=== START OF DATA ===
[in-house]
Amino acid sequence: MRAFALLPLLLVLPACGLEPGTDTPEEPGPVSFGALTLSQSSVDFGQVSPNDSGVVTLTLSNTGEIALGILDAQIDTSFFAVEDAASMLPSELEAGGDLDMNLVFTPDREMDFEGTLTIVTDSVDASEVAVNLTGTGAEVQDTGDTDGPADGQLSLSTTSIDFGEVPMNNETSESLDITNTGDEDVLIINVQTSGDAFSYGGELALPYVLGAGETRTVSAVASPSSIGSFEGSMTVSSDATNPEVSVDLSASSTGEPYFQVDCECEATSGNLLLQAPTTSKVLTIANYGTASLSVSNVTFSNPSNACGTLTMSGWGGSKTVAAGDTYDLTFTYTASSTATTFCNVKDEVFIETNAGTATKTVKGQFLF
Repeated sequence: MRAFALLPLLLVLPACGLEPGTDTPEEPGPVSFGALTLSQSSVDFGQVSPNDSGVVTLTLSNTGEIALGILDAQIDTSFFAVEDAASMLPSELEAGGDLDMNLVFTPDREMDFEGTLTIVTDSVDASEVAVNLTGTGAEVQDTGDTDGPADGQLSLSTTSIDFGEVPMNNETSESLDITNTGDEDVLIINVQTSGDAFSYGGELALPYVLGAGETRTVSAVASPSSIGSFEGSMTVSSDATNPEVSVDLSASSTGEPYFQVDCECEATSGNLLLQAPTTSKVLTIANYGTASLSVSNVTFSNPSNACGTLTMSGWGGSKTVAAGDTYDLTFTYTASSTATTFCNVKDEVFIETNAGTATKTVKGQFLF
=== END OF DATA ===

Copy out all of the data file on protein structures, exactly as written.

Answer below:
[in-house]
Amino acid sequence: MRAFALLPLLLVLPACGLEPGTDTPEEPGPVSFGALTLSQSSVDFGQVSPNDSGVVTLTLSNTGEIALGILDAQIDTSFFAVEDAASMLPSELEAGGDLDMNLVFTPDREMDFEGTLTIVTDSVDASEVAVNLTGTGAEVQDTGDTDGPADGQLSLSTTSIDFGEVPMNNETSESLDITNTGDEDVLIINVQTSGDAFSYGGELALPYVLGAGETRTVSAVASPSSIGSFEGSMTVSSDATNPEVSVDLSASSTGEPYFQVDCECEATSGNLLLQAPTTSKVLTIANYGTASLSVSNVTFSNPSNACGTLTMSGWGGSKTVAAGDTYDLTFTYTASSTATTFCNVKDEVFIETNAGTATKTVKGQFLF
Repeated sequence: MRAFALLPLLLVLPACGLEPGTDTPEEPGPVSFGALTLSQSSVDFGQVSPNDSGVVTLTLSNTGEIALGILDAQIDTSFFAVEDAASMLPSELEAGGDLDMNLVFTPDREMDFEGTLTIVTDSVDASEVAVNLTGTGAEVQDTGDTDGPADGQLSLSTTSIDFGEVPMNNETSESLDITNTGDEDVLIINVQTSGDAFSYGGELALPYVLGAGETRTVSAVASPSSIGSFEGSMTVSSDATNPEVSVDLSASSTGEPYFQVDCECEATSGNLLLQAPTTSKVLTIANYGTASLSVSNVTFSNPSNACGTLTMSGWGGSKTVAAGDTYDLTFTYTASSTATTFCNVKDEVFIETNAGTATKTVKGQFLF